The main highlight of the day, however, was the prize giving ceremony that evening. Only Richard Moore was able to attend, but he picked up the prize for category "Best Desktop Environment" - beating Sun Java Desktop and Ximian Gnome!

The next day, therefore, we were heralded by a shiny glass plaque stating our victory over the Gnomes and we got back down to business. On the whole, the second day was probably a lot more productive than the first with us being a lot more interactive with passers by!

At 5:00pm it was the end of the expo, with most of us heading off to the pub except myself who had to rush back to school!

Hopefully a few of us will be at aKademy in August - I know I will be!

-- George Wright

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by Tom Chance (not verified)

Was anyone else a little disappointed with the .ORG village in general? I was roaming around for the FFII, UKCDR and AFFS and I just got the impression that it looked very amateurish and unimportant. In contrast to the shiny corporate exhibition going on on the ground floor, down some stairs that looked like they led to the toilets, you found a very small square space with barely room for two or three laptops, and little custom.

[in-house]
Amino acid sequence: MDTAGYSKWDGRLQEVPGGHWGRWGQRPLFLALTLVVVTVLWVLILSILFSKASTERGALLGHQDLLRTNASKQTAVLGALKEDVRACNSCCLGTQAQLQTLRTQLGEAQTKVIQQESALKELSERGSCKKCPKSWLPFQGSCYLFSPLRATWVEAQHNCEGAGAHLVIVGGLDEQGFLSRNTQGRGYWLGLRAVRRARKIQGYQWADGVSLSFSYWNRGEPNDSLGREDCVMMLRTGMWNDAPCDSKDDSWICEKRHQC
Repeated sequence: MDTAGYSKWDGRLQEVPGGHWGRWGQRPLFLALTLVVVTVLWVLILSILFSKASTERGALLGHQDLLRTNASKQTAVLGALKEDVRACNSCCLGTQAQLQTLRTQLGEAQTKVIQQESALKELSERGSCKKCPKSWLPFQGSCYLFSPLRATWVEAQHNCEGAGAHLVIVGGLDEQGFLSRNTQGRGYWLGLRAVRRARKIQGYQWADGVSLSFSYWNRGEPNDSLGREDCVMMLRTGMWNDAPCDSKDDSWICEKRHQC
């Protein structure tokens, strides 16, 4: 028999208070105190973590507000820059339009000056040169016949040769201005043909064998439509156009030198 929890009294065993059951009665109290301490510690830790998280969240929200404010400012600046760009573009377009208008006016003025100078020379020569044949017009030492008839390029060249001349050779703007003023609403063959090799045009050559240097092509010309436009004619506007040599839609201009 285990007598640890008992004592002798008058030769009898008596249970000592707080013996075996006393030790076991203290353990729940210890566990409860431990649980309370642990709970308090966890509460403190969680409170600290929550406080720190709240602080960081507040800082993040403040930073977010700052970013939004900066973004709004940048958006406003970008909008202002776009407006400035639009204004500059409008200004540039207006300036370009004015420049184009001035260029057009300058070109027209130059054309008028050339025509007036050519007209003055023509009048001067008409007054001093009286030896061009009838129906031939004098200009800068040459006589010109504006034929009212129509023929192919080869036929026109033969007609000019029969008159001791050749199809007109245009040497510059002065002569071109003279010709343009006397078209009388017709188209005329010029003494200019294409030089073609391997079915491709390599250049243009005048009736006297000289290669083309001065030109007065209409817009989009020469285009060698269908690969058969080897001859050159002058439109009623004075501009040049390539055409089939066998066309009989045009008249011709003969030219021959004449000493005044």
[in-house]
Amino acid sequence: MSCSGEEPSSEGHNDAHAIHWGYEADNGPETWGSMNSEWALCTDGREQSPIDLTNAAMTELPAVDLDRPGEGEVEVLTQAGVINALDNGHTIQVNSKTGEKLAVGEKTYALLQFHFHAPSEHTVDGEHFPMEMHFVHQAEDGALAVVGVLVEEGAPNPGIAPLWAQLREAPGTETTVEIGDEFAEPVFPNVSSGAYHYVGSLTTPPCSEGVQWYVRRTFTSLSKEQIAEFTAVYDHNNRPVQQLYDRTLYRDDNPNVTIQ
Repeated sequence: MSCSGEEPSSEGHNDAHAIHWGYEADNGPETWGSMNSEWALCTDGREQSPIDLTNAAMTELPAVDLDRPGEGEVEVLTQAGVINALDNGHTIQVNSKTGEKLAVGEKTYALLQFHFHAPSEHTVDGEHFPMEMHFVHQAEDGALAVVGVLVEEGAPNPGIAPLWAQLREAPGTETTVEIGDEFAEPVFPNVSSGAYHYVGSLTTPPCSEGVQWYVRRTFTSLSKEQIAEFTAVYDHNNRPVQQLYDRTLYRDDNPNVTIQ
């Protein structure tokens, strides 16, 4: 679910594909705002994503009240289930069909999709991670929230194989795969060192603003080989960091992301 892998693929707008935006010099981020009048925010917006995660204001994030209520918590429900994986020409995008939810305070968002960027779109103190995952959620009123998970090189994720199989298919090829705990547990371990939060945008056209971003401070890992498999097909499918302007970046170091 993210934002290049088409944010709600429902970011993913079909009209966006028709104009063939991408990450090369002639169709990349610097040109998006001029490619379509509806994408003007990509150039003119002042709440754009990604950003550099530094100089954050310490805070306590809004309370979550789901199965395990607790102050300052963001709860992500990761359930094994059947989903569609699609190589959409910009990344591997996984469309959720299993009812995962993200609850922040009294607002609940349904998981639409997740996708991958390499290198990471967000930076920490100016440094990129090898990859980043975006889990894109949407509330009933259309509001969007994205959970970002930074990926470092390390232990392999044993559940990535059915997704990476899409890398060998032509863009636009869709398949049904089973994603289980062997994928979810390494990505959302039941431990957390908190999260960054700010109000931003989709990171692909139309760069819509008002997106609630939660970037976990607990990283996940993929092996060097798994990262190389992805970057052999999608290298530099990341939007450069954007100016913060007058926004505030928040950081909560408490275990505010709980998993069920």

It was nice to put names to faces, and a good opportunity for some of the key activists on the scene to have some long chats, but it didn't really feel very worthwhile. It certainly didn't feel like the Free Software community, who, let's face it, do 90% of the work for the "Linux User & Developer" community (be it hackers or pointy haired bosses), were being given the chance to show off their work, their culture, the whole *point* of Free Software to visitors.

But then I suppose that's just the kind of thing one should expect from a trade show. Maybe next time *all* the .ORG village exhibitors should go to the pub together! ;-)

by Ian Reinhart Geiser (not verified)

thats par for the course.
we refer to the LWE .org pavilion as the .org ghetto.